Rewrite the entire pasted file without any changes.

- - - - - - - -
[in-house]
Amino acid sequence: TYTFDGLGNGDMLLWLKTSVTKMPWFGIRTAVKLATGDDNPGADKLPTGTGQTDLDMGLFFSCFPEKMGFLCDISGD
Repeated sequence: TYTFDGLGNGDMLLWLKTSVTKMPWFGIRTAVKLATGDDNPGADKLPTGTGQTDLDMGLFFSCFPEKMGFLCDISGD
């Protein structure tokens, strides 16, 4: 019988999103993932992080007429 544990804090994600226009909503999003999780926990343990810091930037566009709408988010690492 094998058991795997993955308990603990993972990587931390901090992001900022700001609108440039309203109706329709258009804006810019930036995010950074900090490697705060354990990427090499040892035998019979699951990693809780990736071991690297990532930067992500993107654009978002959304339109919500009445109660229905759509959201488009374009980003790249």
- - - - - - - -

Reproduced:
[in-house]
Amino acid sequence: TYTFDGLGNGDMLLWLKTSVTKMPWFGIRTAVKLATGDDNPGADKLPTGTGQTDLDMGLFFSCFPEKMGFLCDISGD
Repeated sequence: TYTFDGLGNGDMLLWLKTSVTKMPWFGIRTAVKLATGDDNPGADKLPTGTGQTDLDMGLFFSCFPEKMGFLCDISGD
């Protein structure tokens, strides 16, 4: 019988999103993932992080007429 544990804090994600226009909503999003999780926990343990810091930037566009709408988010690492 094998058991795997993955308990603990993972990587931390901090992001900022700001609108440039309203109706329709258009804006810019930036995010950074900090490697705060354990990427090499040892035998019979699951990693809780990736071991690297990532930067992500993107654009978002959304339109919500009445109660229905759509959201488009374009980003790249």